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What Does Coronavirus Mean for Gadget Sales?

by Neil Mawston | Jan 21, 2020

There is rising panic among authorities worldwide that Novel Coronavirus (2019-nCoV) is spreading like wildfire and will hit global economic trade in the first half of 2020. As I write today, stockmarkets are sliding and shares are a sea of red.

Authorities, like the World Health Organization (WHO), are worried because the new coronavirus appears highly spreadable. For example, a report from China suggests one or two poorly individuals may have infected up to 14 hospital staff in a matter of days. Cases of new infections across Asia more than tripled in one weekend. There is no vaccine (yet). If thousands or millions of consumers are going to fall sick with flu-like illness, it could depress economic activity and even cause a recession. You cannot go shopping or assemble gadgets when exhausted and laying up in bed.

What should consumer electronics (CE) companies do?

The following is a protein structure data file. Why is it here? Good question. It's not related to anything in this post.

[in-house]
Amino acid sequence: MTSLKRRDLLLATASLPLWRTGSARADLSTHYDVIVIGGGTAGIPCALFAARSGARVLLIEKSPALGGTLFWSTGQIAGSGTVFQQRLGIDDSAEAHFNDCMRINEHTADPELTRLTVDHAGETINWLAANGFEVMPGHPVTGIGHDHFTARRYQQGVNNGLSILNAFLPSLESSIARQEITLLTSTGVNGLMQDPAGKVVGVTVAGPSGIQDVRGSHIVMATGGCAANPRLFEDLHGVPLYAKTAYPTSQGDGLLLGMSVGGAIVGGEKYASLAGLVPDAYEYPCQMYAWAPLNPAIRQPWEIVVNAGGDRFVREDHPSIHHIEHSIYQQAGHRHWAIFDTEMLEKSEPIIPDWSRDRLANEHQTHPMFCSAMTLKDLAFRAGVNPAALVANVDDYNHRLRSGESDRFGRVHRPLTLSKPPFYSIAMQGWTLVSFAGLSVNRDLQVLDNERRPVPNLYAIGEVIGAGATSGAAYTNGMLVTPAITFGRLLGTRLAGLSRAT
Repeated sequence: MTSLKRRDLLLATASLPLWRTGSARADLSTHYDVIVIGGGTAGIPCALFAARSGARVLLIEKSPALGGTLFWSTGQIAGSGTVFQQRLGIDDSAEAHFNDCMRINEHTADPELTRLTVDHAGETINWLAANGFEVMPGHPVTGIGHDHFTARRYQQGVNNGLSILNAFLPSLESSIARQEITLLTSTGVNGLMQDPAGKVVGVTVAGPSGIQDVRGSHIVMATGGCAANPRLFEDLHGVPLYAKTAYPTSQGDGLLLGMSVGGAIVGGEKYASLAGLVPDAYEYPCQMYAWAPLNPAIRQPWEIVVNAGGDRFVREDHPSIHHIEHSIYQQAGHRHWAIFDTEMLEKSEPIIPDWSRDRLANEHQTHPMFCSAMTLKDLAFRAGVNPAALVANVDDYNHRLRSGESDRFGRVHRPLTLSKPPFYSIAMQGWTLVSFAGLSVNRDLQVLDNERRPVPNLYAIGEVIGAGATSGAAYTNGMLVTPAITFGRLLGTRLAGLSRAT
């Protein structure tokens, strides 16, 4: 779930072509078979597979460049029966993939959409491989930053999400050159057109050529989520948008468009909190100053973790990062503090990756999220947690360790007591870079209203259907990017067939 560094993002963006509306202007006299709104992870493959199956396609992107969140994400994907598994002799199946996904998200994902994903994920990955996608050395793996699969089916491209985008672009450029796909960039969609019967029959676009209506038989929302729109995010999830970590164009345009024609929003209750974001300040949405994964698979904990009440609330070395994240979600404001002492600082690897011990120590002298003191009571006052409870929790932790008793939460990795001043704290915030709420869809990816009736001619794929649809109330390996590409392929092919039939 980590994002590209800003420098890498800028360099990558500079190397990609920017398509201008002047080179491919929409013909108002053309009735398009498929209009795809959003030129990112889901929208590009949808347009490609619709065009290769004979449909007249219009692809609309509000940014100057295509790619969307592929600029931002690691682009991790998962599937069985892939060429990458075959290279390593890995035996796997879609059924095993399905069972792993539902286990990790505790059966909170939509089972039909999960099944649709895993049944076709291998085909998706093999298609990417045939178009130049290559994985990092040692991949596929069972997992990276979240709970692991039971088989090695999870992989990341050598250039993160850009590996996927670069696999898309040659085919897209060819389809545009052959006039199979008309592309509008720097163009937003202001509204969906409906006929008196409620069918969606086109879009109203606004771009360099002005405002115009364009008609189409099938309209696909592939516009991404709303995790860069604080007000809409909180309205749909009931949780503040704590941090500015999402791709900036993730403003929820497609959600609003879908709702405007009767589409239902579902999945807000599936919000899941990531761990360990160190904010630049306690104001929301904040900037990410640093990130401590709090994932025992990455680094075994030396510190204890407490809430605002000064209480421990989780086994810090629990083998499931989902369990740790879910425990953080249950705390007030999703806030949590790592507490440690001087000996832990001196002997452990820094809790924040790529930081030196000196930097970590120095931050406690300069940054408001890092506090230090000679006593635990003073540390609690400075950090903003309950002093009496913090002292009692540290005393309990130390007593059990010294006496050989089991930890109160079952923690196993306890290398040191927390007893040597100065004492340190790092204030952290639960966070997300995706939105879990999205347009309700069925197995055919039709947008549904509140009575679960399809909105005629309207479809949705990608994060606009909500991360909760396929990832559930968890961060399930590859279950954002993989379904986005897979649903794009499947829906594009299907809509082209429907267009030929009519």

We recommend a 3-point plan:

1. Do not panic. The fear of an epidemic is just a theory at the moment. The SARS scare in 2003 and MERS in 2012 showed global authorities are well trained in containing new viruses.

2. Initiate heightened hygiene activities at home and work. Wash hands more often, cover sneezes with a disposable tissue, wear gloves on public transport, minimize international travel for now, and so on.

3. Have a contingency plan prepared for immediate execution. If your workplace is hit by coronavirus, a large percentage of the workforce may be unable to work for days or weeks. Factories or stores could be closed down (quarantine). Be ready to shift production to other locations, bus in temporary staff from elsewhere, and so on. Don't get caught out.

Hopefully, the new coronavirus will be contained quickly, patients will recover strongly, and gadget sales will not be impacted in any significant way. But, in a worst-case "epidemic" scenario, where the virus spreads out of control for weeks or months, we think demand or supply of smartphones, laptops, TVs, etc. in Asia or worldwide could be reduced by between 1% and 5% in 2020. Hope for the best, prepare for the worst.

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